Mel Reid enjoys 'life-changing experience' in winning ShopRite LPGA Classic
Mel Reid read a tweet on Saturday that lit a fire going into the final round of the ShopRite LPGA Classic. “She’ll choke” was the (...)
Mel Reid read a tweet on Saturday that lit a fire going into the final round of the ShopRite LPGA Classic. “She’ll choke” was the prediction, and Reid said it was the best thing she could’ve seen.
“I’m going to reply to him tonight with this picture of me and the trophy and a big shh face,” said Reid.
Someone would have to come out and beat her, Reid told herself.
As it turned out, no one could. The closing scene was equal parts joy and relief.
“People have been talking about my talent for a long time,” said Reid, “but I’ve just never really got anywhere close to where I thought I would be.”
ShopRite LPGA Classic: Leaderboard
A closing 67 that featured a number of clutch moments put Reid two shots ahead of Jennifer Kupcho at 19-under 265. The ShopRite turned into a shootout between three players looking for their first victory and Reid would not be denied.
In the immediate moments after victory on the Jersey Shore, Reid said she couldn’t wait to talk to her dad.
“He was a bit more sober than I expected actually,” she said later on. “He did say he had been in the Black Swan and he said he already had two people from Korea book tables for next Sunday lunch. So, yeah, Danny is a good friend of ours. He owns the pub. Yeah, so he’s pretty happy with me right now. He’s like, I’m getting bookings left, right, and center.”
Next Sunday is the final round of the KPMG Women’s PGA Championship, the fourth major of the season. Reid, 33, said tonight’s celebrations wouldn’t be too outlandish given that she wants to practice tomorrow. Though the trophy, she pointed out, will hold quite a few beverages.
“After Portland, I wanted to redeem myself,” said Reid of the chance she let slip by two weeks ago.
A six-time winner on the Ladies European Tour and three-time Solheim Cup player (2011, 2015 and 2017), Reid trailed by one after back-to-back bogeys early on in the final round at the ShopRite but hit the gas pedal with four birdies in the span of five holes.
Former Solheim Cup teammate and vice captain Suzann Pettersen tweeted “C’mon Mel, finish like a champion!” as the Englishwoman hit the stretch with a four-stroke lead.
Both Jennifer Song and Kupcho looked like they might ace the 107-yard par-3 17th. They each posted birdie to Reid’s bogey on the penultimate hole to cut Reid’s lead to two with the reachable par-5 18th left to play.
A gutsy second shot from the rough to 15 feet on the 72nd hole left Reid with a comfortable finish.
“You put in so many hours,” said Reid, “so much sacrifice hard work into this game to have one moment like this. Just so, so happy that I managed to get it done.”
Massive congratulations @melreidgolf on winning today for the first time on the @LPGA
— Justin ROSE (@JustinRose99) October 4, 2020
A number of caddies and players rushed the 18th green to drench Reid with champagne, which she loves, showing only a glimpse of how popular Reid’s victory is not only on the LPGA, but worldwide.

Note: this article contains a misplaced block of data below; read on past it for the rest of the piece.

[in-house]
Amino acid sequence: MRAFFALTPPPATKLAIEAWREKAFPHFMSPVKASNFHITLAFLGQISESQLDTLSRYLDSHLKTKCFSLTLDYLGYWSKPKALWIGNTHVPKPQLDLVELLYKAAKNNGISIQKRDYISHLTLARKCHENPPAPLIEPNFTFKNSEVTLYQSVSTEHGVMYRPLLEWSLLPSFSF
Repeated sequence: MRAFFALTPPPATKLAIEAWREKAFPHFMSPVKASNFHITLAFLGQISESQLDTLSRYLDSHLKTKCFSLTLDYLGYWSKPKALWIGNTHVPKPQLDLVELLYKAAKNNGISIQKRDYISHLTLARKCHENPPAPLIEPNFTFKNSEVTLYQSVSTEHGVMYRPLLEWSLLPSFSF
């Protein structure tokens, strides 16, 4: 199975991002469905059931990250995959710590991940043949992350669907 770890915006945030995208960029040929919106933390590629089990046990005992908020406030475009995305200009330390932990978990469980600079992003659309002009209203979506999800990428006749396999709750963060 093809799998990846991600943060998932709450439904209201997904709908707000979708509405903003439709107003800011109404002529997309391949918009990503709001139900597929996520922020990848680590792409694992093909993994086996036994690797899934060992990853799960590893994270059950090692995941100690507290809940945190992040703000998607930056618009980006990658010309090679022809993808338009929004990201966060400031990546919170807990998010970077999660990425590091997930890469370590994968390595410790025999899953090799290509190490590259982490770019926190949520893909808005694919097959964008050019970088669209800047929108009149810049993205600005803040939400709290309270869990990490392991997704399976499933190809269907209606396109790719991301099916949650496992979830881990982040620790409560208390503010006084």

Two weeks ago, Reid slept on the overnight lead at the Portland LPGA Classic only to stumble in with a final-round 74 to take a share of fifth. Compatriot Georgia Hall went on to win in a playoff.
“I kind of felt like I almost gave it to Georgia,” said Reid, who in her talks with sports psychologist Howard Falco determined that she rushed things a bit that Sunday and hit shots she wasn’t comfortable with.
This time around, Reid looked fully in control at the Bay Course at Seaview.
“I mean, didn’t hit the ball super great so I couldn’t really expect to play as good as Mel was playing,” said Kupcho, “but I gave it my best shot with what I brought to the course today.”
“Best kiss I ever had.” @melreidgolf | @ShopRiteLPGA pic.twitter.com/6P9bCHrNKS
— LPGA (@LPGA) October 4, 2020
Now in her fourth season on the LPGA, Reid is the ninth English player to win on the LPGA. It’s the first time since 1996 that English players won in back-to-back events (Trish Johnson and Caroline Pierce).
In 2019, Reid served as a vice captain for Catriona Matthew at the Solheim Cup at Gleneagles, having narrowly missed out on a spot on the team.
Ranked 74th heading into the ShopRite, Reid’s 2020 goals included a victory on the LPGA and a top-50 ranking. Now she’s not only in strong position for the 2021 Solheim, but in the running for the Summer Olympics too.
Reid, who lost her mother, Joy, in a car crash in 2012 while at tournament in Germany, began working with Falco the week before the AIG Women’s British Open and immediately felt comfortable, opening up about deep-rooted wounds she’d been reluctant to address. The journey to better understanding her self-worth paid off quickly.
Reid also gave enormous credit to her caddie, Ryan Desveaux, who became a third roommate with Reid and her partner since he couldn’t go back to Canada earlier this year due to coronavirus restrictions.
Reid speaks often of her team, which includes her mates back home in England. The decision to move to Florida fulltime for better weather and opportunity was a sacrifice that is only beginning to pay off.
“No matter what, people can’t take away the fact that I’m an LPGA winner against a world-class field,” said Reid. “It just goes to show you just got to keep going. Things will get tough. I will have tough years as well ahead of me. As long as you just keep your head down and doing the right things, good things will happen to good people.”